There’s a new Gospel
of Saint Mark in the North American which I
like better than anything I’ve read for many a day.
I am willing to borrow a thousand dollars to distribute that sacred message in proper form, & if the author don’t object may I send that sum, when I can raise it, to the Anti-Imperialist League, Boston, to which I am a contributor, the only missionary work I am responsible for.
Just tell me you are willing & many thousands of the holy little missals will go forth. This inimitable satire is to become a classic. I count among my privileges in life that I know you, the author.
Perhaps a few more of the letters invited by Mark Twain’s criticism of missionary work in China may still be of interest to the reader: Frederick T. Cook, of the Hospital Saturday and Sunday Association, wrote: “I hail you as the Voltaire of America. It is a noble distinction. God bless you and see that you weary not in well-doing in this noblest, sublimest of crusades.”
Ministers were by no means all against him. The associate pastor of the Every-day Church, in Boston, sent this line: “I want to thank you for your matchless article in the current North American. It must make converts of well-nigh all who read it.”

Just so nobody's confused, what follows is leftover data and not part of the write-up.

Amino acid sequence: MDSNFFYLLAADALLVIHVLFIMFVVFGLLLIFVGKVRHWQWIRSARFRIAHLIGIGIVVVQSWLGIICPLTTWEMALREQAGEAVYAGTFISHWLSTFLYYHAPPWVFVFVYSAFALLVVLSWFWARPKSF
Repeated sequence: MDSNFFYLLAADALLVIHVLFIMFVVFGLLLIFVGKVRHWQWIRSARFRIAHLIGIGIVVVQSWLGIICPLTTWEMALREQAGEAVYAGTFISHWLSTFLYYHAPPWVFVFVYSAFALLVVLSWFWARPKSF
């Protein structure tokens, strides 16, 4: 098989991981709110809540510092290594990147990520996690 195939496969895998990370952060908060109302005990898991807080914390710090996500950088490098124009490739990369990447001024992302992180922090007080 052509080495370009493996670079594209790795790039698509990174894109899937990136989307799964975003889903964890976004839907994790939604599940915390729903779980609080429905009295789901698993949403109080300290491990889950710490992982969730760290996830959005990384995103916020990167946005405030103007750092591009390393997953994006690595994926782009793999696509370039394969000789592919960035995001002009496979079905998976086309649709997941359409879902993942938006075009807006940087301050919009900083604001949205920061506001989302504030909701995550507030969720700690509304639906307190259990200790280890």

But a Boston school-teacher was angry. “I have been reading the North American,” she wrote, “and I am filled with shame and remorse that I have dreamed of asking you to come to Boston to talk to the teachers.”
On the outside of the envelope Clemens made this pencil note:
“Now, I suppose I offended that young lady by having an opinion of my own, instead of waiting and copying hers. I never thought. I suppose she must be as much as twenty-five, and probably the only patriot in the country.”
A critic with a sense of humor asked: “Please excuse seeming impertinence, but were you ever adjudged insane? Be honest. How much money does the devil give you for arraigning Christianity and missionary causes?”
But there were more of the better sort. Edward S. Martin, in a grateful letter, said: “How gratifying it is to feel that we have a man among us who understands the rarity of the plain truth, and who delights to utter it, and has the gift of doing so without cant and with not too much seriousness.”
Sir Hiram Maxim wrote: “I give you my candid opinion that what you have done is of very great value to the civilization of the world. There is no man living whose words carry greater weight than your own, as no one’s writings are so eagerly sought after by all classes.”
Clemens himself in his note-book set down this aphorism:
“Do right and you will be conspicuous.”
Summer at “The Lair”